The First World War was an unprecedented catastrophe that killed millions and set the continent of Europe on the path to further calamity two decades later. But it didn’t come out of nowhere.
With the centennial of the outbreak of hostilities coming up in 2014, Erik Sass will be looking back at the lead-up to the war, when seemingly minor moments of friction accumulated until the situation was ready to explode. He’ll be covering those events 100 years after they occurred. This is the 46th installment in the series. (See all entries here.)
November 28, 1912: Albania Declares Independence
In the autumn of 1912, the Balkan League’s conquest of the Ottoman Empire’s European territories triggered an international crisis which threatened to provoke a general European war. The crisis resulted from Serbia’s desire to obtain access to the Adriatic Sea at Durazzo, and Austria-Hungary’s determination to prevent Serbia from gaining it. This put Austria-Hungary on a collision course with Serbia’s patron and protector, Russia, and thereby threatened to involve Austria-Hungary’s ally Germany and Russia’s ally France as well—outlining the dynamic that would lead to catastrophe in 1914. The situation reached its boiling point on November 21, 1912, when Austria-Hungary mobilized six army corps near Russia and Serbia, in a move clearly threatening war.
But Austria-Hungary’s foreign minister, Count Berchtold, had a plan to stop Serbia from gaining access to the sea while still avoiding a much bigger war: He would support independence for Albania, where Serbia had staked its claim to the sea. Greece and Montenegro would also lose chunks of Albanian territory that they had claimed; in Montenegro’s case, this included the important city of Scutari, where the Turkish garrison was still under siege by Serbian and Montenegrin forces.
This was a plausible strategy because the Albanians had already rebelled against the Turks earlier in the year, winning promises of greater autonomy within the Ottoman Empire. Now, threatened with even worse oppression by their Orthodox Christian neighbors, the mostly Muslim Albanians were ready to make the leap to full independence.
Balkan War Atrocities
Indeed, during the First Balkan War, the Serbs earned the lasting hatred of the Albanians with widespread atrocities (which the Serbs viewed as payback for earlier Turkish and Albanian atrocities against Serbs). According to an article published by the New York Times on December 31, 1912, “Thousands of men, women, and children [were] massacred” during the Serbs’ march to the sea, as part of a “deliberate policy to exterminate Moslems.” Thus, “Between Kumanova and Uskub [Skopje] some 3,000 persons were done to death. Near Pristina [Prishtina] 5,000, exclusively Arnauts [Albanians], fell beneath the hands of the Serbs, not in honorable fight, but by unjustifiable murder.” Some of the Serbian tactics foreshadowed other terrible events to come, including massacres of Jews by German Einsatzgruppen in the Second World War: “Near Kratovo Gen. Stefanovitch placed hundreds of prisoners in two rows and had them shot down with machine guns. Gen. Zivkovitch had 930 Albanian and Turkish notables killed near Sienitza because they opposed his progress.” Serbian atrocities were confirmed by the Carnegie Endowment for International Peace.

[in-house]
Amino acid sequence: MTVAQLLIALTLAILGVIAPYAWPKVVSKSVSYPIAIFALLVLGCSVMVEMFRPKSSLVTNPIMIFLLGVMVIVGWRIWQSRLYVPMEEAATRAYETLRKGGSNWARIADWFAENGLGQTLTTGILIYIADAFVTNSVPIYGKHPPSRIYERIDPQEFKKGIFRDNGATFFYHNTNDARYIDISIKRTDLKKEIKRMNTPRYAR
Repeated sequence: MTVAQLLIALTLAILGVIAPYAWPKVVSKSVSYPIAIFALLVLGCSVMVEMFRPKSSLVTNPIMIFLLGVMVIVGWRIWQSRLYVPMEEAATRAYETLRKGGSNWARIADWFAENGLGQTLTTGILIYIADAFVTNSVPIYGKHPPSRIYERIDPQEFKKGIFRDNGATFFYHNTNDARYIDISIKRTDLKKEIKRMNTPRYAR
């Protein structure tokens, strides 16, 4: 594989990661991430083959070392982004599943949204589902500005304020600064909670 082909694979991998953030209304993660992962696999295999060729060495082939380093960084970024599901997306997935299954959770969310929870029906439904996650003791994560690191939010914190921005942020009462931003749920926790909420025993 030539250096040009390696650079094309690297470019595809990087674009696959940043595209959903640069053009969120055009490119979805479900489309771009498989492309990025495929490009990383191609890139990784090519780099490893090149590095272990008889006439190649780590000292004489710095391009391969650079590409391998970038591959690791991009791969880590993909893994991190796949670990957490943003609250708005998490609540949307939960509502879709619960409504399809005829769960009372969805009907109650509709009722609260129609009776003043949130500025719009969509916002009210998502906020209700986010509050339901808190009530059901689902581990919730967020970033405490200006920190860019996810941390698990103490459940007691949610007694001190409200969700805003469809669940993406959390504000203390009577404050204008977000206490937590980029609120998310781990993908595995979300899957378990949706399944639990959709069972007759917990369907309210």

In November 1912, Ismail Qemali, a former Ottoman administrator who was the father of Albanian nationalism, returned from exile with assistance from Austria-Hungary, and quickly convened an Albanian national assembly at Vlorë. Although they didn’t control much Albanian territory besides the town of Vlorë itself, on November 28, 1912, the delegates declared Albanian independence from the Ottoman Empire, and on December 4, they formed a national government with representatives from all over Albania, who chose Qemali as president of the provisional government.
Of course, the Serbs and their allies continued to occupy most of Albania, and had no intention of giving up their hard-won access to the sea; in fact, on November 28 the Serbs captured Durazzo, and the Greek navy began a blockade of Vlorë on December 3. Meanwhile six Austro-Hungarian armies were still mobilized near Serbia and Russia, keeping the whole continent on edge. If Russia and Austria-Hungary went to war, the other Great Powers would almost certainly be sucked in. Also on November 28, 1912, German foreign secretary Alfred von Kiderlen-Wächter assured the Bundesrat (the imperial council representing the princes of the German states, in effect the upper house of Parliament) that Germany was prepared to go to war in support of its ally Austria-Hungary. On December 2, 1912, Chancellor Bethmann Hollweg repeated the message to the Reichstag (the lower house).
Now the peace of Europe depended on a couple of questions: would the other European Great Powers support Austria-Hungary by recognizing Albanian independence? And could Serbia be persuaded to withdraw from the area peacefully? In December 1912, diplomats from all the Great Powers—France, Britain, Russia, Germany, Italy, and Austria-Hungary—hurried to the Conference of London to discuss these key issues.
See all installments of the World War I Centennial series here.